Carl Mally writes ...
Watch the movie Beware of Mr. Baker. It tells about Ginger Baker the incredibly talented drummer for Cream. Everyone around was afraid of him or did not want to have anything to do with him because of his temper and nastiness.
Another story that is supposed to become a movie soon is Satan is Real, the autobiography of Charlie Louvin of the Louvin Brothers. It is a great book. A lot of it is focused on Charlie’s brother Ira and his drinking. Despite being smaller Charlie was always able to beat him down when things got too tough but dealing with Ira’s temper and blowups finally became impossible. At least once Ira was shot by a girlfriend in an argument. Charlie also talks about several of the old country music figures who were hard headed bar fighters. I believe it was Little Jimmy Dickens who had a habit of coming up from underneath in a fight and punching or kicking a guy in the balls. The whole book is a wild and tragic story that does not slow down through it and with a pretty good moral at the end.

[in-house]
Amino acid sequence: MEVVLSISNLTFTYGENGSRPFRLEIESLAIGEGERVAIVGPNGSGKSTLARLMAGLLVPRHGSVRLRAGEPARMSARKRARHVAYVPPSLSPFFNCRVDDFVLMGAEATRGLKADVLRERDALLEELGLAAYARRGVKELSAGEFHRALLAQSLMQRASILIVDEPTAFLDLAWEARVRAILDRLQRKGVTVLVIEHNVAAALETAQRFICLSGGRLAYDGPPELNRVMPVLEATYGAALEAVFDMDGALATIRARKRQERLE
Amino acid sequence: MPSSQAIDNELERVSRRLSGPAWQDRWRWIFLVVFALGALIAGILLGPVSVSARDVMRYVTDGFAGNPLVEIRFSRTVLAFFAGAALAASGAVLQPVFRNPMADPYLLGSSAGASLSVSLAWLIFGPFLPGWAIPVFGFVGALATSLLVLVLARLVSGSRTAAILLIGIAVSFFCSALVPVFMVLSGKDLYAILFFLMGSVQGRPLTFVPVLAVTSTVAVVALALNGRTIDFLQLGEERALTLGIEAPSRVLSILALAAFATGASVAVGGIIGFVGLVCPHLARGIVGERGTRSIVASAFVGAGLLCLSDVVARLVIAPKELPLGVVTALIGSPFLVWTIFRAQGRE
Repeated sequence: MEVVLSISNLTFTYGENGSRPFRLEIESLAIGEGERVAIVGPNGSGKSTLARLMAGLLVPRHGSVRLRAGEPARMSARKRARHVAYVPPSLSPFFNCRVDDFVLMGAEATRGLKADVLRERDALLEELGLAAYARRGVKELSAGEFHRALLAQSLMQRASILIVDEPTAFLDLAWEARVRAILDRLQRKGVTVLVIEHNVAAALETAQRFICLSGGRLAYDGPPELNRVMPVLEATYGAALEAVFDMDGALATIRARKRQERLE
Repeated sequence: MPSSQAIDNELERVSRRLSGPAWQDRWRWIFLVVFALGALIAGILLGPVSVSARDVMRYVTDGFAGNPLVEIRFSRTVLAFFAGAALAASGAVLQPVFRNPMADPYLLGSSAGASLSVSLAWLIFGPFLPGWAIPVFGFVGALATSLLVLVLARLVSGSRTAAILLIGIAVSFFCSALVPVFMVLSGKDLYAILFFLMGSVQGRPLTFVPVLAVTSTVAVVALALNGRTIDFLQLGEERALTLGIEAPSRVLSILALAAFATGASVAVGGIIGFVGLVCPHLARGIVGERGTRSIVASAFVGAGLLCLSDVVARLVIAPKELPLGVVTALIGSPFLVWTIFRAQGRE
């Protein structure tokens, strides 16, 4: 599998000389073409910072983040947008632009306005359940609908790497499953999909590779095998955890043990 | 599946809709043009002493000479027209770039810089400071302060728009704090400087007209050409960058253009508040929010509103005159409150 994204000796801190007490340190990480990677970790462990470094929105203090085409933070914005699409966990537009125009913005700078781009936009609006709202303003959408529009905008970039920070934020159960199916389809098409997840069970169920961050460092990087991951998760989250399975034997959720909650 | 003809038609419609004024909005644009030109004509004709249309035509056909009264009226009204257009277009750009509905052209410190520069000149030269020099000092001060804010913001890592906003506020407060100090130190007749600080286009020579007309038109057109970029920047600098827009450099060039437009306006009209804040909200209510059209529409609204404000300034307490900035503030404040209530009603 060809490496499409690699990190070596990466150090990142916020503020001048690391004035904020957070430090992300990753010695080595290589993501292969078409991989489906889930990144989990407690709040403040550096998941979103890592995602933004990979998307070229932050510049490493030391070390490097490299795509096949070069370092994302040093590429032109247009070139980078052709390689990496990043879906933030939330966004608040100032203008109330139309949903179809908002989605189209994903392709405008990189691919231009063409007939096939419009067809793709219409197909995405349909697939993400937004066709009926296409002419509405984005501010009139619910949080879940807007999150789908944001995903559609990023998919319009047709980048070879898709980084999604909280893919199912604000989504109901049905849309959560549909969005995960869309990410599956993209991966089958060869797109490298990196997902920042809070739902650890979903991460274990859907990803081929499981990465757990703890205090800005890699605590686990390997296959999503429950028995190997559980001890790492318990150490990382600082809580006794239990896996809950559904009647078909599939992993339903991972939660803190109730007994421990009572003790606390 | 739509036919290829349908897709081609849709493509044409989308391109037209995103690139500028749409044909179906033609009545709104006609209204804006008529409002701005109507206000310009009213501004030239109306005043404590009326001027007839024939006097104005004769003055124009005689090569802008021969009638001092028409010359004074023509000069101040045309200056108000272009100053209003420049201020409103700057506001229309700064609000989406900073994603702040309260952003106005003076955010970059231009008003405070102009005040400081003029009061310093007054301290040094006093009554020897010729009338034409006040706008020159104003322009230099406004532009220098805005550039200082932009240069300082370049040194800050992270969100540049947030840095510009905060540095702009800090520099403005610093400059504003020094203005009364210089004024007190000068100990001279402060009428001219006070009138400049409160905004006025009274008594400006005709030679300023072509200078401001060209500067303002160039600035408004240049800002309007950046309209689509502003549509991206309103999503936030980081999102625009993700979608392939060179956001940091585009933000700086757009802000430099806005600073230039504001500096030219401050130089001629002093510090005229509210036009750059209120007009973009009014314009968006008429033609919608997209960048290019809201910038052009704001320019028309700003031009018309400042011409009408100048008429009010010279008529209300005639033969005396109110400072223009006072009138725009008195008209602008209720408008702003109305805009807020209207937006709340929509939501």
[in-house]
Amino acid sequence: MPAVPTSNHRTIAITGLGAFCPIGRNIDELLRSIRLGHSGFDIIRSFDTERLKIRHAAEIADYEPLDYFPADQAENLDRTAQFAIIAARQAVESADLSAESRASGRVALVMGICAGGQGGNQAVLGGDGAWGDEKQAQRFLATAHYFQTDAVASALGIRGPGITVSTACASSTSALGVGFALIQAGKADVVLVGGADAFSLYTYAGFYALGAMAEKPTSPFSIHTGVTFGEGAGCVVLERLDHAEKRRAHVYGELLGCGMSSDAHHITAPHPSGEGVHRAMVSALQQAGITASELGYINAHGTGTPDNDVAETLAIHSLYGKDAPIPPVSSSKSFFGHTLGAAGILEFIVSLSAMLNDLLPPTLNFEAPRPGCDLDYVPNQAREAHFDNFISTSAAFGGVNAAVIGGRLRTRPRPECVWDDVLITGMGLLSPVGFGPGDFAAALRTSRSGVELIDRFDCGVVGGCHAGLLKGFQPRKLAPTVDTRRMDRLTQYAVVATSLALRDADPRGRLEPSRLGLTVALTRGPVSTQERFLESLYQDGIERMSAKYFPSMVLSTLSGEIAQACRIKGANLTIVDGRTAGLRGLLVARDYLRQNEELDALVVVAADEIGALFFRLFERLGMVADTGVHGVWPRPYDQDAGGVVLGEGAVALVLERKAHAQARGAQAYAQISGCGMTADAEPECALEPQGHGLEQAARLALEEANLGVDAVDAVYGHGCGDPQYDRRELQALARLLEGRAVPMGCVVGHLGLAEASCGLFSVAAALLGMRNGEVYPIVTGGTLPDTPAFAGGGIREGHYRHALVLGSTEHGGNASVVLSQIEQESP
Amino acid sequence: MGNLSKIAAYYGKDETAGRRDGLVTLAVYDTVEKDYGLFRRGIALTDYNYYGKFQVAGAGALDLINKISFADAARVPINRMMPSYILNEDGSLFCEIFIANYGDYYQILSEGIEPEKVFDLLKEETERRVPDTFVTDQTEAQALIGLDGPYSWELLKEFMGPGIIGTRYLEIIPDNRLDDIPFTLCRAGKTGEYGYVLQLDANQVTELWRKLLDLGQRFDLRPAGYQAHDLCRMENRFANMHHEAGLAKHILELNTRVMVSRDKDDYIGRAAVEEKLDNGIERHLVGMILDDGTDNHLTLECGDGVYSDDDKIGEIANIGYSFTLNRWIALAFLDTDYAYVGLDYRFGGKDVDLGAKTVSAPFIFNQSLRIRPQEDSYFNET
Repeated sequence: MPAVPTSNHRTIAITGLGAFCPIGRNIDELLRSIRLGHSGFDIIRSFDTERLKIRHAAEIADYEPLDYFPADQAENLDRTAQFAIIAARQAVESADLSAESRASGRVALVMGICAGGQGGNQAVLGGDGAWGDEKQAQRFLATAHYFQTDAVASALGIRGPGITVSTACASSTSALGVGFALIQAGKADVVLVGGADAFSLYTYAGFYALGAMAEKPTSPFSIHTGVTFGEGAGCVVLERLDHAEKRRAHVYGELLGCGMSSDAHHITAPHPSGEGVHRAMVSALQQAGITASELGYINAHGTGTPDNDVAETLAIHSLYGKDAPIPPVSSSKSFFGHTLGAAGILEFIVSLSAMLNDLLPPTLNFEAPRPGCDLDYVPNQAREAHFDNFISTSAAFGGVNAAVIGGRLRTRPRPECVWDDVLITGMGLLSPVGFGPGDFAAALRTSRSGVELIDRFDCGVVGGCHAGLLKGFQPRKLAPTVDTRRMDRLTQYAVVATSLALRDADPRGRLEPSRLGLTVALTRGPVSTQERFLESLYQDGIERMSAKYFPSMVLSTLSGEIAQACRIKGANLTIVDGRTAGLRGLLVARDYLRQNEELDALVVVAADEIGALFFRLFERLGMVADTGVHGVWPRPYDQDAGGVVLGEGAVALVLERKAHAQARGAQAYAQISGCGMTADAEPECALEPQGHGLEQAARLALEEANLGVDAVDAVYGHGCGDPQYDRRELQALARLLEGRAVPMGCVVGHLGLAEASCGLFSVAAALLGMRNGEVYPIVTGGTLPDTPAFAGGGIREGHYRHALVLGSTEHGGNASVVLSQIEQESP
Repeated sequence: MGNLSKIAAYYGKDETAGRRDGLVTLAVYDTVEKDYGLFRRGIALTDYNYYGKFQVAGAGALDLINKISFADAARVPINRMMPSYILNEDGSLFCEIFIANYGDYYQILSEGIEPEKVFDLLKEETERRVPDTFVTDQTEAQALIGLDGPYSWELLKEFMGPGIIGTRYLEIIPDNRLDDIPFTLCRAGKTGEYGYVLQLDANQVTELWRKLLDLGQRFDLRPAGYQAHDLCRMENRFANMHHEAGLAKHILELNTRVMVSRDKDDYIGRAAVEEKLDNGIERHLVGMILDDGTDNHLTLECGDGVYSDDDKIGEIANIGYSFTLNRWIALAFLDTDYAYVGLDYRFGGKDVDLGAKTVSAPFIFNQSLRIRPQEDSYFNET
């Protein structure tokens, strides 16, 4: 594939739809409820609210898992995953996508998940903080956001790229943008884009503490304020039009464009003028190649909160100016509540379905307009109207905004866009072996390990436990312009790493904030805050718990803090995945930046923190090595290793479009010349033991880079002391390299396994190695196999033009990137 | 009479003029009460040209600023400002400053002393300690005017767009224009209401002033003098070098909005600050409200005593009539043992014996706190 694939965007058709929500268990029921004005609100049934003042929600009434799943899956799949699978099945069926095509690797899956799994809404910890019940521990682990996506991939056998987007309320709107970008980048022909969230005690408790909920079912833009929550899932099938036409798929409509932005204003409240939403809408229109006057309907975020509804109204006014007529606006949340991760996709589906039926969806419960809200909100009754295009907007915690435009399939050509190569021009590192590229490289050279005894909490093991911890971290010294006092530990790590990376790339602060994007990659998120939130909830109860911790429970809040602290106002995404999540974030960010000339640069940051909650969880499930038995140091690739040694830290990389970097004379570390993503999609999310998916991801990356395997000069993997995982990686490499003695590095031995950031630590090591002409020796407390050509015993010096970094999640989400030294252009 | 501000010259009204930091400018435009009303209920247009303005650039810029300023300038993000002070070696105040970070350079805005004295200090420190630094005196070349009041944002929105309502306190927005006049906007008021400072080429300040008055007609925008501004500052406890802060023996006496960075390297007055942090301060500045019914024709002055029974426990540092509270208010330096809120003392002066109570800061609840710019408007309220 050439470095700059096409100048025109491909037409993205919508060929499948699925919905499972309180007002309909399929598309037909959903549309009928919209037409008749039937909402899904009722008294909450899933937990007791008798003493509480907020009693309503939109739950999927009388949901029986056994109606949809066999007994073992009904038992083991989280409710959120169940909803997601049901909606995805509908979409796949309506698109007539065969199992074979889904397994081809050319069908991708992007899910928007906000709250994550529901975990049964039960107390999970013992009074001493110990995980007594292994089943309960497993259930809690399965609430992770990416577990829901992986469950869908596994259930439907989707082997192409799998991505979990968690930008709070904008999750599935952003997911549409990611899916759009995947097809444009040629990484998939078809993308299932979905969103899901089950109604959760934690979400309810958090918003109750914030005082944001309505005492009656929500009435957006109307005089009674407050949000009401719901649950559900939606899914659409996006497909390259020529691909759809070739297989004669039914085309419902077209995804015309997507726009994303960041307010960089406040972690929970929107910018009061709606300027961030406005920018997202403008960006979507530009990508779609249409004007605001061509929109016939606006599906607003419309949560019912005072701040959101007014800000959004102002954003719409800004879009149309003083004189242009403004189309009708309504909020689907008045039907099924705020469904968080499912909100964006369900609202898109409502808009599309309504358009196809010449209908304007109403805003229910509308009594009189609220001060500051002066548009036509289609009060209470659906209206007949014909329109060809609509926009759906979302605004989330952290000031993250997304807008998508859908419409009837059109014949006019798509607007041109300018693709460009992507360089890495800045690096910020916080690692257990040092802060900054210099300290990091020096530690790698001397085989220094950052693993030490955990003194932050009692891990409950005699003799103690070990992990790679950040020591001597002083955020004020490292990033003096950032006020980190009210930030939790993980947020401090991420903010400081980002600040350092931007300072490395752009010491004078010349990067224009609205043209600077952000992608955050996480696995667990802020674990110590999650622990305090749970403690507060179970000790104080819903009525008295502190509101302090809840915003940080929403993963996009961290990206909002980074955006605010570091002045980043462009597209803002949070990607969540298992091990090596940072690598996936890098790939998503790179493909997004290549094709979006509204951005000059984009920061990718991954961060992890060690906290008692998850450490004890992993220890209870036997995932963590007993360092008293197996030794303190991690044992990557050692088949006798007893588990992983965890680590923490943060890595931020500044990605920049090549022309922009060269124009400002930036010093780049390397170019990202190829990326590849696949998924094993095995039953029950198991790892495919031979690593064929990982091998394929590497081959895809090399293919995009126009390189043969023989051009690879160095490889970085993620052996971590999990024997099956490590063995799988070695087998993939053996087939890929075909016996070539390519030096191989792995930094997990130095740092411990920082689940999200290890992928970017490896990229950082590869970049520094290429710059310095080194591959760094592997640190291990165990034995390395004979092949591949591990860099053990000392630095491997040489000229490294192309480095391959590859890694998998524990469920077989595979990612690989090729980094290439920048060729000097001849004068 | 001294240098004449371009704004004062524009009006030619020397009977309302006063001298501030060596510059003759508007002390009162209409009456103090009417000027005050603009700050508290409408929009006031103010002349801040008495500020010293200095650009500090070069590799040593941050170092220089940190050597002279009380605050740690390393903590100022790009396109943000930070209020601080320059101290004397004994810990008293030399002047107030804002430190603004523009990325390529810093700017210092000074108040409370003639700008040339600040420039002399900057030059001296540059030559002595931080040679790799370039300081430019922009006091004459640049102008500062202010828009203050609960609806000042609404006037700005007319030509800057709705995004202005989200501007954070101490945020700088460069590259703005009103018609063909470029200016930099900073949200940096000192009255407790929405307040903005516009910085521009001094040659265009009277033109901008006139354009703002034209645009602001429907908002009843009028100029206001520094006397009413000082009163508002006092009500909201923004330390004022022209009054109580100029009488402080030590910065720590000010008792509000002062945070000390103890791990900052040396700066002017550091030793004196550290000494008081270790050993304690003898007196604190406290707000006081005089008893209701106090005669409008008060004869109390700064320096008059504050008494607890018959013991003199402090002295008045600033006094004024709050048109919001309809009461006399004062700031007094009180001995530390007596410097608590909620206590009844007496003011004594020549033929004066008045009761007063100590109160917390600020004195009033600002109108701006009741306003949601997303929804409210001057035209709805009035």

Amy Christa writes ...
Bassist Dee Dee Ramone of the Ramones was reportedly “terrified” of guitarist Johnny, as Johnny had physically assaulted him on multiple occasions. The band's original drummer, Tommy Ramone, quit the band partly because he also was afraid of Johnny and his threats of bodily harm.
Most of Ronnie Van Zant’s bandmates in Lynyrd Skynyrd were afraid of him, at least when he was drinking. Ronnie was a bad drunk — one of those people who was said to have a “night and day” personality when drinking vs. not drinking — and often became violent after a certain number of drinks.
The only one of his bandmates I’ve never heard of him assaulting was second drummer Artimus Pyle, who was as tough as if not tougher than he was. Despite their “hard” reputation, most of the guys in Skynyrd were not really fighters, and guys like Ed King and Allen Collins were easy targets when Ronnie was drunk and looking for a fight, because they didn’t fight back. Not the noblest aspect of RVZ’s personality.
Tim Kennedy writes ...
In the excellent band biography No Mercy written by David Buckley, Hugh Cornwell guitarist and singer of UK punk pioneers the Stranglers said he was nervous of bassist Jean Jacques Burnel who was a karate expert with a notoriously short fuse. Cornwell felt physically unsafe.
To be fair Jean Jacques himself has said if today he saw himself as a young man walking down the street he would avoid him.
Musically the band were one of the finest of their generation and successfully transcended the punk genre because of their great songwriting and musicianship.